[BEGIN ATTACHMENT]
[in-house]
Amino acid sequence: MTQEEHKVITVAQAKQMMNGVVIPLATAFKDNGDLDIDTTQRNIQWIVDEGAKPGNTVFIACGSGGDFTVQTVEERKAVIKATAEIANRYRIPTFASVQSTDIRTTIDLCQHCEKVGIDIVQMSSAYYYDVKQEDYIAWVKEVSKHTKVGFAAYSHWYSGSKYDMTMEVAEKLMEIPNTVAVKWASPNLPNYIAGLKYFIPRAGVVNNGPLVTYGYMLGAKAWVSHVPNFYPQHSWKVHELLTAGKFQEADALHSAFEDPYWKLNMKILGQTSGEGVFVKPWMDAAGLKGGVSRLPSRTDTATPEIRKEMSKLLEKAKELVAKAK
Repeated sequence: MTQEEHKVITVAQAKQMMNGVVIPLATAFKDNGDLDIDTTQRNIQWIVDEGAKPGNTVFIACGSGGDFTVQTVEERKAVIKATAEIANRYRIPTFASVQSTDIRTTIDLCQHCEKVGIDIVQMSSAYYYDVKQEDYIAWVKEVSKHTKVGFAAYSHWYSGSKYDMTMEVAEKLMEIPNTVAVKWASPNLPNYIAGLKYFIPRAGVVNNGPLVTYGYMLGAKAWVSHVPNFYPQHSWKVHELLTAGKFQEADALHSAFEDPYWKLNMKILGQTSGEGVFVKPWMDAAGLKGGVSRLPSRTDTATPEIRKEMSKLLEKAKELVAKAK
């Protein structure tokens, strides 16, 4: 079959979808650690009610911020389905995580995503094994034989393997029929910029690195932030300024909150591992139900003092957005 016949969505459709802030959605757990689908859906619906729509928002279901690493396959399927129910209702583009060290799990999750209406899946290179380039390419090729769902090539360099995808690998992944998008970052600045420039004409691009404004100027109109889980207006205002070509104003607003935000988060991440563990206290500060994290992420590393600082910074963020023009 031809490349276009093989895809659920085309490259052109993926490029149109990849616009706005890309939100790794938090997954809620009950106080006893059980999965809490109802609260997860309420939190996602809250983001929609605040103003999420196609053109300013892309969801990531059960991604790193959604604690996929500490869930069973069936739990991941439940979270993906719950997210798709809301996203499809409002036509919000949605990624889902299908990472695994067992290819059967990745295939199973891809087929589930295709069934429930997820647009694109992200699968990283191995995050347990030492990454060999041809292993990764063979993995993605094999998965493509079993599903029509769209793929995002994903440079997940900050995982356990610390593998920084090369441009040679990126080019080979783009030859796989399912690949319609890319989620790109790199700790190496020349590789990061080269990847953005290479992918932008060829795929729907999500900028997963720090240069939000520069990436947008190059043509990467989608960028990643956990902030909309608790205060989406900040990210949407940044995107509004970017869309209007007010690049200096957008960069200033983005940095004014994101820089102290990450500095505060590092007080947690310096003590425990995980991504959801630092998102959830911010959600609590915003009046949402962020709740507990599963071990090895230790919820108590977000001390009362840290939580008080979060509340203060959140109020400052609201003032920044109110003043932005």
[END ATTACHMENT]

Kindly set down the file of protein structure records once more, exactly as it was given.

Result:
[in-house]
Amino acid sequence: MTQEEHKVITVAQAKQMMNGVVIPLATAFKDNGDLDIDTTQRNIQWIVDEGAKPGNTVFIACGSGGDFTVQTVEERKAVIKATAEIANRYRIPTFASVQSTDIRTTIDLCQHCEKVGIDIVQMSSAYYYDVKQEDYIAWVKEVSKHTKVGFAAYSHWYSGSKYDMTMEVAEKLMEIPNTVAVKWASPNLPNYIAGLKYFIPRAGVVNNGPLVTYGYMLGAKAWVSHVPNFYPQHSWKVHELLTAGKFQEADALHSAFEDPYWKLNMKILGQTSGEGVFVKPWMDAAGLKGGVSRLPSRTDTATPEIRKEMSKLLEKAKELVAKAK
Repeated sequence: MTQEEHKVITVAQAKQMMNGVVIPLATAFKDNGDLDIDTTQRNIQWIVDEGAKPGNTVFIACGSGGDFTVQTVEERKAVIKATAEIANRYRIPTFASVQSTDIRTTIDLCQHCEKVGIDIVQMSSAYYYDVKQEDYIAWVKEVSKHTKVGFAAYSHWYSGSKYDMTMEVAEKLMEIPNTVAVKWASPNLPNYIAGLKYFIPRAGVVNNGPLVTYGYMLGAKAWVSHVPNFYPQHSWKVHELLTAGKFQEADALHSAFEDPYWKLNMKILGQTSGEGVFVKPWMDAAGLKGGVSRLPSRTDTATPEIRKEMSKLLEKAKELVAKAK
């Protein structure tokens, strides 16, 4: 079959979808650690009610911020389905995580995503094994034989393997029929910029690195932030300024909150591992139900003092957005 016949969505459709802030959605757990689908859906619906729509928002279901690493396959399927129910209702583009060290799990999750209406899946290179380039390419090729769902090539360099995808690998992944998008970052600045420039004409691009404004100027109109889980207006205002070509104003607003935000988060991440563990206290500060994290992420590393600082910074963020023009 031809490349276009093989895809659920085309490259052109993926490029149109990849616009706005890309939100790794938090997954809620009950106080006893059980999965809490109802609260997860309420939190996602809250983001929609605040103003999420196609053109300013892309969801990531059960991604790193959604604690996929500490869930069973069936739990991941439940979270993906719950997210798709809301996203499809409002036509919000949605990624889902299908990472695994067992290819059967990745295939199973891809087929589930295709069934429930997820647009694109992200699968990283191995995050347990030492990454060999041809292993990764063979993995993605094999998965493509079993599903029509769209793929995002994903440079997940900050995982356990610390593998920084090369441009040679990126080019080979783009030859796989399912690949319609890319989620790109790199700790190496020349590789990061080269990847953005290479992918932008060829795929729907999500900028997963720090240069939000520069990436947008190059043509990467989608960028990643956990902030909309608790205060989406900040990210949407940044995107509004970017869309209007007010690049200096957008960069200033983005940095004014994101820089102290990450500095505060590092007080947690310096003590425990995980991504959801630092998102959830911010959600609590915003009046949402962020709740507990599963071990090895230790919820108590977000001390009362840290939580008080979060509340203060959140109020400052609201003032920044109110003043932005």